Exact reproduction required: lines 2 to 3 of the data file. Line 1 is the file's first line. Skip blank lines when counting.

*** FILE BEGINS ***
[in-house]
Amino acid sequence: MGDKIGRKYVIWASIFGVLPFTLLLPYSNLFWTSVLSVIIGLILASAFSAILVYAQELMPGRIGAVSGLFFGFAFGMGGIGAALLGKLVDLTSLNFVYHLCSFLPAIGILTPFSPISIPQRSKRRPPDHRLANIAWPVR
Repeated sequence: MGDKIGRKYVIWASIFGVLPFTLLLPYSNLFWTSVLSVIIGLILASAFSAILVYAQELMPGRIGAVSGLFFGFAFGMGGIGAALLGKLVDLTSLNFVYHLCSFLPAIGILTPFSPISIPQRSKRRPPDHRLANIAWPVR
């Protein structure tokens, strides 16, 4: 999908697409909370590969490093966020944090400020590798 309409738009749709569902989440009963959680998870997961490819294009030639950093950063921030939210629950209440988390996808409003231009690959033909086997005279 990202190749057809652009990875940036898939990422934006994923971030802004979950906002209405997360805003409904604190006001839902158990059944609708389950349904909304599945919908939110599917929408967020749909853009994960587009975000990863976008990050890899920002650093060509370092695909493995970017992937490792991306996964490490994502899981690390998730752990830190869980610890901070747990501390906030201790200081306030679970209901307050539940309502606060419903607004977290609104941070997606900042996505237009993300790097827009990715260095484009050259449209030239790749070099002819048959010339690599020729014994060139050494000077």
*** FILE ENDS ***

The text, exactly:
Amino acid sequence: MGDKIGRKYVIWASIFGVLPFTLLLPYSNLFWTSVLSVIIGLILASAFSAILVYAQELMPGRIGAVSGLFFGFAFGMGGIGAALLGKLVDLTSLNFVYHLCSFLPAIGILTPFSPISIPQRSKRRPPDHRLANIAWPVR
Repeated sequence: MGDKIGRKYVIWASIFGVLPFTLLLPYSNLFWTSVLSVIIGLILASAFSAILVYAQELMPGRIGAVSGLFFGFAFGMGGIGAALLGKLVDLTSLNFVYHLCSFLPAIGILTPFSPISIPQRSKRRPPDHRLANIAWPVR